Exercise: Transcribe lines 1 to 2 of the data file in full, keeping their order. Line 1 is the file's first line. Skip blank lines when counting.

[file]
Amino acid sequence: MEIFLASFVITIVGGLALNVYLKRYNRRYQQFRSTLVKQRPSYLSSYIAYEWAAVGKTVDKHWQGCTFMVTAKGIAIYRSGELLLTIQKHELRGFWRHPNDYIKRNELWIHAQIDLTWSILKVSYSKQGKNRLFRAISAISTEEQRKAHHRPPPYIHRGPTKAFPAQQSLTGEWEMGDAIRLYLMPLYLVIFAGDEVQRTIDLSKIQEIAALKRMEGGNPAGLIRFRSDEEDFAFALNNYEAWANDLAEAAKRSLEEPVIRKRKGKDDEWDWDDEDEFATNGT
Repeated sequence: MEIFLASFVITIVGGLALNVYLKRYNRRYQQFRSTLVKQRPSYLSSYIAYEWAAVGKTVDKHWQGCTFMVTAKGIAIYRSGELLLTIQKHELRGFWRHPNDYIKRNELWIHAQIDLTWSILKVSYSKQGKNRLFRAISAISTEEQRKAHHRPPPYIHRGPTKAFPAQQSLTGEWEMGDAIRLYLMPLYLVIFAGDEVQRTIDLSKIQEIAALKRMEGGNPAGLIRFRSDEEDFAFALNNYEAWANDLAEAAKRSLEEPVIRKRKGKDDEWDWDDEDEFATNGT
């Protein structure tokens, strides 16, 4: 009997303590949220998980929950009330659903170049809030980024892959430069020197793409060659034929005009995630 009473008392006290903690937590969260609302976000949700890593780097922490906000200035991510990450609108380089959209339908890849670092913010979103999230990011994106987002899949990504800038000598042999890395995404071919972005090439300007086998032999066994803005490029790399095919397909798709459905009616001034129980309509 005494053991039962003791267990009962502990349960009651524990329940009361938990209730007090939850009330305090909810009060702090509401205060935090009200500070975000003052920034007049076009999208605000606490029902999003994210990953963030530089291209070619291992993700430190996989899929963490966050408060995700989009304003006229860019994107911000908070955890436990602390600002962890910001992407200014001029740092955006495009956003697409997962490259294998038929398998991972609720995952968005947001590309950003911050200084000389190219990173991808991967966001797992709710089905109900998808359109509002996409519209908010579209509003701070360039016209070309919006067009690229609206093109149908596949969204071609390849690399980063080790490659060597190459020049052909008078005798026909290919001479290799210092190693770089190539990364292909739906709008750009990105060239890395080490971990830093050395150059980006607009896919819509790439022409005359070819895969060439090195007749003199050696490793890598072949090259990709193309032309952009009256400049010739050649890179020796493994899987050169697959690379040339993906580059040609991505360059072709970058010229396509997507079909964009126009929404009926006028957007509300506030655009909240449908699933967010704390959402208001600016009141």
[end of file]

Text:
Amino acid sequence: MEIFLASFVITIVGGLALNVYLKRYNRRYQQFRSTLVKQRPSYLSSYIAYEWAAVGKTVDKHWQGCTFMVTAKGIAIYRSGELLLTIQKHELRGFWRHPNDYIKRNELWIHAQIDLTWSILKVSYSKQGKNRLFRAISAISTEEQRKAHHRPPPYIHRGPTKAFPAQQSLTGEWEMGDAIRLYLMPLYLVIFAGDEVQRTIDLSKIQEIAALKRMEGGNPAGLIRFRSDEEDFAFALNNYEAWANDLAEAAKRSLEEPVIRKRKGKDDEWDWDDEDEFATNGT
Repeated sequence: MEIFLASFVITIVGGLALNVYLKRYNRRYQQFRSTLVKQRPSYLSSYIAYEWAAVGKTVDKHWQGCTFMVTAKGIAIYRSGELLLTIQKHELRGFWRHPNDYIKRNELWIHAQIDLTWSILKVSYSKQGKNRLFRAISAISTEEQRKAHHRPPPYIHRGPTKAFPAQQSLTGEWEMGDAIRLYLMPLYLVIFAGDEVQRTIDLSKIQEIAALKRMEGGNPAGLIRFRSDEEDFAFALNNYEAWANDLAEAAKRSLEEPVIRKRKGKDDEWDWDDEDEFATNGT